Thursday, March 21, 2019
  • Tribune wishes its readers a very Happy Holi
Life Style

Posted at: Aug 8, 2017, 12:32 AM; last updated: Aug 8, 2017, 12:32 AM (IST)

Of the strength within

As a 16-year-old boy, architect Shiv Dutt Sharma had crossed the border to safety. In the dark clouds of Partition, today he can see a silver lining

Amarjot Kaur

Much before he became a core team member of architects assisting Le Corbusier and Pierre Jeanneret in the making of Museum and Art Gallery of Chandigarh, Shiv Dutt Sharma struggled to earn a couple of 'annas' at refugee camps after the country's Partition. 

The then 16-year-old Shiv had covered a long journey of pain and separation, first from Sialkot to Pasrur, and then from Dera Baba Nanak to Amritsar where he took up his first job-that of a labourer.

What he had known as home in Montgomery, where he lived with his parents and three brothers, was now in Pakistan. But that was not the only loss he suffered. At his office in Mansa Devi Complex, Panchkula, 86-year-old Sharma looks back at Partition days and recalls, "It was in July of 1947 when an announcement on the radio sent shivers down our spines and created panic that lasted for months, in fact, years to follow. For the ones who worked with the government, arrangements were made well in advance. The ones left to suffer were those who didn't have any strings to pull or those who chose to stay back thinking it would all be over soon."

Sharma was born in a middle-class household. His father taught in a private school. "DAV, actually," he remembers. "We were in Sialkot, visiting our relatives. On hearing the announcement, we all ran, without any money, or even clothes. My brother and I went with our mother, hiding in villages near Sialkot. The other two brothers accompanied my father. We had to split up to be safe," he reckons. 

Nostalgia brings with it an expression of devastation that Sharma manages to balance while rearranging his spectacles, in a heavier baritone, he carries on. "We didn't even have utensils to have food on. After days, at a rivulet flowing through Sialkot, I saw my father and brothers standing on the other side. That was the beginning of our journey." 

"I carried my father's elder brother, who was sick, on my back and walked five kilometres to reach Pasrur. With every step we took, the fear grew. We were to board a train to Dera Baba Nanak that very evening but it was impossible for a frail 16-year-old boy to tear through the mob. We decided to stay in the hall at the railway station." 

Elaborating on the night at the station, Sharma shares, "There were around 40 to 50 people in that hall, too scared to go out and attend even nature's call; so the hall was also serving as a makeshift toilet. Each time we heard the beating of drums, we thought the blood-thirsty mobs were coming for us. The fear of getting killed kept us awake all night. The crack of dawn brought along a train that we boarded that morning. Thankfully, the Gorkha regiment was travelling in that train. They assured us of our safety till Dera Baba Nanak."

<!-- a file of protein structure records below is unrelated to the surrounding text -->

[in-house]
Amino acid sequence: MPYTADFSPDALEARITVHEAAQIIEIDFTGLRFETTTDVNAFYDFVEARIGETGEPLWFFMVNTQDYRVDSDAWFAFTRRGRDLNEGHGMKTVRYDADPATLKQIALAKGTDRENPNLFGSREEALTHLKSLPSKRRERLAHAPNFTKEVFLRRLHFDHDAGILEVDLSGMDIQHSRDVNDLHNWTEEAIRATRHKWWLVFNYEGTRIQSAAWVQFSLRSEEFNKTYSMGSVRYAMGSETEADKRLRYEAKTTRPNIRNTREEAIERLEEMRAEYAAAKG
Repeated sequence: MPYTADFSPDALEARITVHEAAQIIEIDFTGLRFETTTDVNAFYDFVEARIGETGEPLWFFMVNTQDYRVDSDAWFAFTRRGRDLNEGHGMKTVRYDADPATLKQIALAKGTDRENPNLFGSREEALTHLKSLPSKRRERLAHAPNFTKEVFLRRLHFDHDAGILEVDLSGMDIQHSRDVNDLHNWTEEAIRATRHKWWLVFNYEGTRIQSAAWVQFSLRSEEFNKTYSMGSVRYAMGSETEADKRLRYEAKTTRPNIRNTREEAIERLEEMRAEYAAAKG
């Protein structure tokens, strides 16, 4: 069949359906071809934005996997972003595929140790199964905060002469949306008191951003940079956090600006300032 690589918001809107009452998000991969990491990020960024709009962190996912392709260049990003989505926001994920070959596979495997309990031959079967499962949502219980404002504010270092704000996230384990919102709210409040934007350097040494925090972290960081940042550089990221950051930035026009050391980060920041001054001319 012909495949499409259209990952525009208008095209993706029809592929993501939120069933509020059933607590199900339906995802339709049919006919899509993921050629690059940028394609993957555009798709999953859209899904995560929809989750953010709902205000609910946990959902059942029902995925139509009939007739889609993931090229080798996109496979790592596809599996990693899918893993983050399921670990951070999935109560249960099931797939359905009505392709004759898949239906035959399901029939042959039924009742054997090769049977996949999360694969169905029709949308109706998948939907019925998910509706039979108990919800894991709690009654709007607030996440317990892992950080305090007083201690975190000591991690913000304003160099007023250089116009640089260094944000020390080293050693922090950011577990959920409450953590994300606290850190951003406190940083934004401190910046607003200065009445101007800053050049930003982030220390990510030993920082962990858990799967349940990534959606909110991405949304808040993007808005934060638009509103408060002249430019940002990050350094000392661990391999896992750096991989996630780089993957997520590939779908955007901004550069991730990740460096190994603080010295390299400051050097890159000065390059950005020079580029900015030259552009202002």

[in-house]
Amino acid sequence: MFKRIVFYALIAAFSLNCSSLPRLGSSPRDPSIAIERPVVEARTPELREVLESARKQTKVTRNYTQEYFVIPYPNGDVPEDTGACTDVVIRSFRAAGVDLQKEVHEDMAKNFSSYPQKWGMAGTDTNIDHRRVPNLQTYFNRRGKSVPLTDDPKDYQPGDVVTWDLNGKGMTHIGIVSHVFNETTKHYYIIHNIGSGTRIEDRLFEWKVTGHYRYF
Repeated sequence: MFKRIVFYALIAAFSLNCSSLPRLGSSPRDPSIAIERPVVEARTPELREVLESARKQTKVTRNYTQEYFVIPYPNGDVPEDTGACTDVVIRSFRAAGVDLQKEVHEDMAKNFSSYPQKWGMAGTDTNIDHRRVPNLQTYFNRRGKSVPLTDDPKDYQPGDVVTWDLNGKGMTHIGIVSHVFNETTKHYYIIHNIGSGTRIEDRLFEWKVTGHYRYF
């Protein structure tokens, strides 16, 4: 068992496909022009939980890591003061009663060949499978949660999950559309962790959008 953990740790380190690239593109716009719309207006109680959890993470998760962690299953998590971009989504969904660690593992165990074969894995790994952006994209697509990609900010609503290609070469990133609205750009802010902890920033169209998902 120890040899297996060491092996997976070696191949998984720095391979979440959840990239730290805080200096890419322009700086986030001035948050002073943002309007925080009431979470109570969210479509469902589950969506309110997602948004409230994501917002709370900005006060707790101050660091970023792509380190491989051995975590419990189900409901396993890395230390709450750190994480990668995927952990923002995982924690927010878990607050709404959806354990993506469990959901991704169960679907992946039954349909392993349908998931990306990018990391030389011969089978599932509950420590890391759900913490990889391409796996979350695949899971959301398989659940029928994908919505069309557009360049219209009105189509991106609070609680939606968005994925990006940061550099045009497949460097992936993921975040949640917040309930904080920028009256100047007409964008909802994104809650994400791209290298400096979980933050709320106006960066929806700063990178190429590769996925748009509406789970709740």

At the Dera, he says, they took refuge in a house abandoned by a Muslim family that moved to Pakistan. He says, "It was right next to the railway platform. Day in and day out, I saw trains loaded with bloodied corpses, some with their limbs chopped off, and brought many of them with my own hands to the dispensary where very few doctors attended to them. Meanwhile, my uncle's health continued to deteriorate and he succumbed to his illness. We didn't even have wood for his pyre, I tore batons from abandoned houses and performed his last rites at night. We did not even wait for his ashes to cool and picked his asthies as we left for Amritsar the same day."

A two-month stay at Dera Baba Nanak made way for Sharma and his family to enter Amritsar and then Jalandhar. "I picked up odd jobs, from being a labourer to a shopkeeper's helper, just to make enough money to study further. At one of the refugee camps, PUSA Institute Delhi was offering a two-year professional diploma, a stipend, and a hostel to live. I took it up. My cousin brother landed a job in Delhi with whom we stayed at Lodhi Colony-13 of us in a mumtee. All this while, I'd been wearing the same clothes I'd worn when we all left from Pakistan."

Sharma didn't land a job immediately. He was not 18 by the time the diploma got over. He had to start at the lowest rank. In 1963, he met Corbusier and in 1973 he left architect's office to take over as a chief architect in Department of Space at Bangalore to return again to Chandigarh. There, he served for ten years and rubbed shoulders with the likes of Abdul Kalam. "I wonder if life would be different had the partition not happened. For me, the adversity I braved back then only made me stronger," he signs off.

But in seven weeks it was done, the frontiers decided, A continent for better or worse divided — WH Auden on sir cyril radcliffe

As India celebrates 70 years of Independence, it’s time to look back at the haunting memory of Partition. The men and women affected by the agonising displacement may have come to terms with the trauma, yet memories can never be erased. Beginning today, we bring you a series on their bitter-sweet experiences


All readers are invited to post comments responsibly. Any messages with foul language or inciting hatred will be deleted. Comments with all capital letters will also be deleted. Readers are encouraged to flag the comments they feel are inappropriate.
The views expressed in the Comments section are of the individuals writing the post. The Tribune does not endorse or support the views in these posts in any manner.
Share On